The Girl With The Lower Back Tattoo is not a memoir but a collection of essays, listicles and vignettes. Women’s writing is often described as “confessional” because of how long women’s voices have been suppressed. I’d call this honest. It’s honest writing, where someone is sharing personal experiences and stories, probably in order to entertain and help people out there know they are not alone. Life is hard and books like this help everyone put a little piece of humour in it.
When I saw that the opening chapter was called ‘An Open Letter to My Vagina’, I laughed, thinking this was going to be a giant women’s rampage about her body and sex life. However, this book has some serious, devastating chapters. Schumer writes about her father’s multiple sclerosis, which is both heart-warming and devastating. There’s a chapter entitled ‘How I Lost My Virginity’, an account of how Schumer lost her virginity to rape, which she has also discussed in television interviews, and a section is dedicated to two women who were shot and killed at a screening of her film, completely taking me by surprise.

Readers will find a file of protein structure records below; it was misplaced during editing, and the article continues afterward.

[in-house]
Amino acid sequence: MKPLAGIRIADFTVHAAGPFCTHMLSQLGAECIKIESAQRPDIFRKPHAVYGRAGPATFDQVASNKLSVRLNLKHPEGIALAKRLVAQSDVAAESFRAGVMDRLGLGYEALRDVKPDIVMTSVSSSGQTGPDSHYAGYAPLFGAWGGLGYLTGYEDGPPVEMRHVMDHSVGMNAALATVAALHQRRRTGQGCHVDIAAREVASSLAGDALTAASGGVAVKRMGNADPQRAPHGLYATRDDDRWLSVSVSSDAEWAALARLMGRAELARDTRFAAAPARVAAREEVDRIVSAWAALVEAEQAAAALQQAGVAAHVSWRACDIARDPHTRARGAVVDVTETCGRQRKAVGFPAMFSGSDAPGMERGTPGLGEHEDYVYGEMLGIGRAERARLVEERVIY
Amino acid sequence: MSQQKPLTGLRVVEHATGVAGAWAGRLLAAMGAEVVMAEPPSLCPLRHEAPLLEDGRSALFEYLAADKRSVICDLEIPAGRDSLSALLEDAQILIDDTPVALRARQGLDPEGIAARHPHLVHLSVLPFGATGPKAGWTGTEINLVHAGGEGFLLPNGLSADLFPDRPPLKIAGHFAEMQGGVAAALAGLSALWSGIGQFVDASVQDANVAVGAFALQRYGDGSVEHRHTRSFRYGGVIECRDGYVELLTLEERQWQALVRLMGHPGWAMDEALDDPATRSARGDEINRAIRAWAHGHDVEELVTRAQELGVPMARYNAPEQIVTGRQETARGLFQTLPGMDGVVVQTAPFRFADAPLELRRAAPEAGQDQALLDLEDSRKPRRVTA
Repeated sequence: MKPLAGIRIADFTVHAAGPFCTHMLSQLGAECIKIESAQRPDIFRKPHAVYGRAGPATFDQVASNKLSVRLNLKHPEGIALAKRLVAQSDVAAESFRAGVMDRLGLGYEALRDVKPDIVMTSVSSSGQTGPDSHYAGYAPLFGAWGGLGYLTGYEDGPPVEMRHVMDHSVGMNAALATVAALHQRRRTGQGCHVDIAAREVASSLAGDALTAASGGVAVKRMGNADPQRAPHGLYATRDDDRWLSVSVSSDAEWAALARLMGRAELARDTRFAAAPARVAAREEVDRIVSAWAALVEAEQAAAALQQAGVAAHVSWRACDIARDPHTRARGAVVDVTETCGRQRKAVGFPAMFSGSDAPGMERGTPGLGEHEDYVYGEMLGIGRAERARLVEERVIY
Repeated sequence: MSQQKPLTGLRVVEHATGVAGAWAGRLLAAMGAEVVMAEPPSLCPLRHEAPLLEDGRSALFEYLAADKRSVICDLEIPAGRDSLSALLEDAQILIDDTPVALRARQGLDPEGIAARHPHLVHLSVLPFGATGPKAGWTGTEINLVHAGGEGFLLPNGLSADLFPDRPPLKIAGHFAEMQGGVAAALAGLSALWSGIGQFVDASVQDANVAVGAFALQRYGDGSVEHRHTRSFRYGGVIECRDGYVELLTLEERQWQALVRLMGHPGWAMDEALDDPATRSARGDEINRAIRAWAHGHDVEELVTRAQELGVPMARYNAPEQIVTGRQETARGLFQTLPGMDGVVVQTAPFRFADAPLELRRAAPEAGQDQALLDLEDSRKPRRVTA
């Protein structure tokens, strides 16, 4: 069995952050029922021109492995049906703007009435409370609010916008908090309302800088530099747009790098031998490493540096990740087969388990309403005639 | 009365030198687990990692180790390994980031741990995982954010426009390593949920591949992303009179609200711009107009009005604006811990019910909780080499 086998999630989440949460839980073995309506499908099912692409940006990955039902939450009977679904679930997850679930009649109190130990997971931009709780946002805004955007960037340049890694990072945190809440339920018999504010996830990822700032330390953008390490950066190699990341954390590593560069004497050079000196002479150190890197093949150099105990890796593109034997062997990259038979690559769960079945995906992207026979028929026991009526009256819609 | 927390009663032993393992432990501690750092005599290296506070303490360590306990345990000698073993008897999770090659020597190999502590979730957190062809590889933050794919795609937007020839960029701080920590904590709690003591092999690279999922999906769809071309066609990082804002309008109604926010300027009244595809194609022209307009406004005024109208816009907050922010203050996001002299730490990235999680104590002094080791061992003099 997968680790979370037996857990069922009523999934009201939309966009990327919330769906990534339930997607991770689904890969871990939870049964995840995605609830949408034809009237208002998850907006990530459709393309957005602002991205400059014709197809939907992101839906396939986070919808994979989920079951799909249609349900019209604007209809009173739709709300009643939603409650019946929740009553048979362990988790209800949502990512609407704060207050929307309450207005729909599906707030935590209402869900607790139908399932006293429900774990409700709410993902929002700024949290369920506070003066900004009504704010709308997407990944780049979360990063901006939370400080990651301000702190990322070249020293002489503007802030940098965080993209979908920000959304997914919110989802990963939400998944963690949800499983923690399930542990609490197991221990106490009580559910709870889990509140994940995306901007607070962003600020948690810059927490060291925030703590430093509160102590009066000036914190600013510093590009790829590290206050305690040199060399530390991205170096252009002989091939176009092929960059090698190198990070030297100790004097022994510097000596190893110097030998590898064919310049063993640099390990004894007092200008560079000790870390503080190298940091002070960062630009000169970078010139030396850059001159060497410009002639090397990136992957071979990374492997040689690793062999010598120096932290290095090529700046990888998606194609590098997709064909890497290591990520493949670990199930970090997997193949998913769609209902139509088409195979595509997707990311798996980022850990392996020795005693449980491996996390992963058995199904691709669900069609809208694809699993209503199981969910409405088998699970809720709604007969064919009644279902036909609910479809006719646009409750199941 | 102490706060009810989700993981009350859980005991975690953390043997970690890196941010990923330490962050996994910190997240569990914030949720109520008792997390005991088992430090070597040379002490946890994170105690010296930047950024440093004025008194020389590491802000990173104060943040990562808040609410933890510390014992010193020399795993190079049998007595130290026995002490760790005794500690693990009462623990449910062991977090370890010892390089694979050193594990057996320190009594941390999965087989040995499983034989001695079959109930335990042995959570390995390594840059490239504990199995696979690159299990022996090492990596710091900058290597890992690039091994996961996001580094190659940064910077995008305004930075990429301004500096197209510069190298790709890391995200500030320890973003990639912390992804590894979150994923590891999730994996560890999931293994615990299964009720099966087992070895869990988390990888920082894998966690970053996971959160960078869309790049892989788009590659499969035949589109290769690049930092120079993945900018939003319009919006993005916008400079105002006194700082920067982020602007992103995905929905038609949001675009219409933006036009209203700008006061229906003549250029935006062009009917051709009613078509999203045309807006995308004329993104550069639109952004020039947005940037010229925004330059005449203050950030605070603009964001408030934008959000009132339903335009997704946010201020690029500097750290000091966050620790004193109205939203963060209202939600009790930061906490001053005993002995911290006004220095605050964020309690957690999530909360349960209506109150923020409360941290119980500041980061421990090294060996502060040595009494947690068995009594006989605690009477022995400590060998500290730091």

This book has a great balance between the comedy to be found in life mixed with its hardships. Even if this book were not as comical as it is, it is unashamed and relatable. 35 chapters, one for each year of Schumer’s life, is not a bore or hard to read. Schumer’s passion and determination makes the reader feel as if they are ready to go get life by the balls/boobs and get ready to fail, and maybe succeed, but having fun along the way.
Five stars from me.
Image: Simon & Schuster